The point is not in following a comment string (though it’s clear that can get you into trouble), but whether or not blogs are open to non- club members. I discovered I wasn’t part of that particular club. Fine. But then it’s also difficult to see commentary as dialogue that builds on an idea or set of comments or even run with a joke. I’m sure this doesn’t apply to all blogs. But I can also see that it applies to a lot of blogs, especially ones with wide readership. So… maybe there’s a theory to be had there — a “universalization,” as it was originally put. But I don’t know what that would be.

There’s a clubiness about comment strings. Some say that’s one of the best things about blogs. But there’s a quality issue there too. That’s the originalquestion of the particular line and it’s a difficult one. My answer was to stay small. But many blogs have larger ambitions. So theory-wise, who knows? It’s a bit like industrial farming versus small, family-owned farms. Flame me on that with for a good reason and I might change my mind on the analogy….

Bob, lurking is probably a good idea. And if one wants to say “asshole” — as someone just did in comments at T-Bogg regarding a link to my site (on an absurdist post between me and T-Bogg) — why don’t we just stick to Bush, Cheney, and Rove, who are the Platonic forms of asshole?

One last thing — to John Emerson #35… I think good spelling is something we ought to keep trying to do in general. Disagree with that if you like, but I can’t see a good reason for doing so. But the comparison to forced cliterectomy and genocide is a really really bad one you that ought to reconsider, perhaps especially if you think it has humor value.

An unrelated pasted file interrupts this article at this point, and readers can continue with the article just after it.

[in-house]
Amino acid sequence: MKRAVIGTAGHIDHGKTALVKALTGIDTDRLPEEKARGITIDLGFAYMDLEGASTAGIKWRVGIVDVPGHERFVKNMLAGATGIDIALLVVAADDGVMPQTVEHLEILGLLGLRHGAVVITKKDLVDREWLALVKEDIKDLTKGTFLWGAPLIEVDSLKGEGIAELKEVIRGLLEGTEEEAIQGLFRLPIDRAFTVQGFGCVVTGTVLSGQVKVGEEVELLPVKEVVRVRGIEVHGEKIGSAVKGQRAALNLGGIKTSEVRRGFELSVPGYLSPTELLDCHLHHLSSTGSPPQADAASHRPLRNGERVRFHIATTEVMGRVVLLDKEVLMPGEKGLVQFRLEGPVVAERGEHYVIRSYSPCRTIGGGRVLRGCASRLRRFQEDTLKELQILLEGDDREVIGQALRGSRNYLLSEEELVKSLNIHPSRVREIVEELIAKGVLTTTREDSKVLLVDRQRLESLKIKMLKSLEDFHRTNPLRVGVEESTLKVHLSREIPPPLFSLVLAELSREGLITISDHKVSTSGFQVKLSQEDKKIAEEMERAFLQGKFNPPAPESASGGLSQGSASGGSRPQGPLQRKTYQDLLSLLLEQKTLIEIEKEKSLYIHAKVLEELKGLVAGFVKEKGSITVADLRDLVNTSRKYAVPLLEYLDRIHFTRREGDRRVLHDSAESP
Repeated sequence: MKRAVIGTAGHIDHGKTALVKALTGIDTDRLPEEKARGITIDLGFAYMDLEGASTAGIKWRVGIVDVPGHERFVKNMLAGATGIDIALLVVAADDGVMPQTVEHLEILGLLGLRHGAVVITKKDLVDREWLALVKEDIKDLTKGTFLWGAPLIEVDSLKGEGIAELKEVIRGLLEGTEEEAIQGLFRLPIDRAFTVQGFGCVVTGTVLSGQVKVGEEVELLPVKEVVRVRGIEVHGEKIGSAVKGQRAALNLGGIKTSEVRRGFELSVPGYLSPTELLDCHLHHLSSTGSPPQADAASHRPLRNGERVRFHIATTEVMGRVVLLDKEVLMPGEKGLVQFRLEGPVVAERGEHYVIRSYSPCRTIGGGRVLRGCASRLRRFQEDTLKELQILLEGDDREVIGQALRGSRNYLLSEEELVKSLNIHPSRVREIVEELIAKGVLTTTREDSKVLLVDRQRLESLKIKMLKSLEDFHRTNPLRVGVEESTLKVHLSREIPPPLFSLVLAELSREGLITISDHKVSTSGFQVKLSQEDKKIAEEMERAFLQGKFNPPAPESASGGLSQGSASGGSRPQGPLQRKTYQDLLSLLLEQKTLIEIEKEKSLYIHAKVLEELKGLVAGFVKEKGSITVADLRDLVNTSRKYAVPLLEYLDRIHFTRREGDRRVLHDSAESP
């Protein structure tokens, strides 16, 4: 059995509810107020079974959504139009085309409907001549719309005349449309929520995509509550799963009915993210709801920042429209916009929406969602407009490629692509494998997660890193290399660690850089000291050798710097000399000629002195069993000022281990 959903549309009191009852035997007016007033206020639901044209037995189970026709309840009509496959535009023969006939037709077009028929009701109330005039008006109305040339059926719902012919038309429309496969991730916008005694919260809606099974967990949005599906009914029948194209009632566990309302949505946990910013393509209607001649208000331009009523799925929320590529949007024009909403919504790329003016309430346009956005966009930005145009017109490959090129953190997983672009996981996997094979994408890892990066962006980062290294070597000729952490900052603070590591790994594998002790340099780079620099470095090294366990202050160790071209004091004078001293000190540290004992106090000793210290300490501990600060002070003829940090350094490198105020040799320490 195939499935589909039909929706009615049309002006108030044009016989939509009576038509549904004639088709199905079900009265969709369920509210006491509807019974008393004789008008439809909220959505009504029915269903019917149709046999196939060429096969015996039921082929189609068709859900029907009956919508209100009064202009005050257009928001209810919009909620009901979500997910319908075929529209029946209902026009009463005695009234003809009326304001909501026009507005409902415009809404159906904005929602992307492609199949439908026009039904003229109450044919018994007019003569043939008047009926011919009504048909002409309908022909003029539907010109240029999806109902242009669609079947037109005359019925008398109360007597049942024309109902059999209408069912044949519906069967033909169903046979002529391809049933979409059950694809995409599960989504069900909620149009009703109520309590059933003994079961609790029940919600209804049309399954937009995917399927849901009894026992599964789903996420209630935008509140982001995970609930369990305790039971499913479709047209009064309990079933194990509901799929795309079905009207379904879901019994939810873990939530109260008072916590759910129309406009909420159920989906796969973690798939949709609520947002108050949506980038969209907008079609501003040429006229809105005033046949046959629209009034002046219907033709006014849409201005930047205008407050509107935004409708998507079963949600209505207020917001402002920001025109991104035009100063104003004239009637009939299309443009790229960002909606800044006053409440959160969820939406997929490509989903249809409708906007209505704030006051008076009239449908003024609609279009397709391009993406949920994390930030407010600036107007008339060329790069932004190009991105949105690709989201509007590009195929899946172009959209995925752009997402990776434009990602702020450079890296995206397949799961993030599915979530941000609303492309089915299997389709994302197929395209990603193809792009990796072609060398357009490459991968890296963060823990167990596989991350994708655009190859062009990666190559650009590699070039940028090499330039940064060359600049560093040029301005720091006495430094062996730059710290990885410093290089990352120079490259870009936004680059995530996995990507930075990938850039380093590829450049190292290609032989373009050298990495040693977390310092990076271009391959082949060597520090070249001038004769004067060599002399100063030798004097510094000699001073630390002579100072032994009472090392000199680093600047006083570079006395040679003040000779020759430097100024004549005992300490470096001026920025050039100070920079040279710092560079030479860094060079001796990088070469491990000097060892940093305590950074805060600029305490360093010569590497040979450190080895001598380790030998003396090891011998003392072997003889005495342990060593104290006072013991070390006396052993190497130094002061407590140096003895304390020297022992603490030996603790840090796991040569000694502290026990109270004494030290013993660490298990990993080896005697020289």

48

John Emerson 09.16.05 at 9:30 pm

Actually I was the only serious Yglesias-basher there, and I’m not completely serious.

I spell well and find it mildly annoying when others don’t, but Hilde seems to have raised to to the level of a cause, which I think is ridiculous. There are lots of very sharp people who spell badly — I’m not even talking about The Underclass or The Wotking Class, but a lot of engineers and the like.

49

Michael 09.16.05 at 10:15 pm

Tom, did something happen since you earned your PhD that made you this pathetic?

I don’t give a damn if Unfogged thinks Hilde is a tool.

The more you write that, the more you convince everyone.

50

Tom Hilde 09.16.05 at 10:45 pm

A last try…. No, I don’t run a Church of Fine Orthography for Jesus. We all make typos, grammatical errors, and spelling mistakes, errors of judgement, faulty arguments, invalid inferences, and perceptual errors pretty much on a daily basis, and let’s hope we don’t go to hell for that since it’s a daily part of human communication. Fortunately,most of us have creative enough minds to overlook the erros to get to the intention.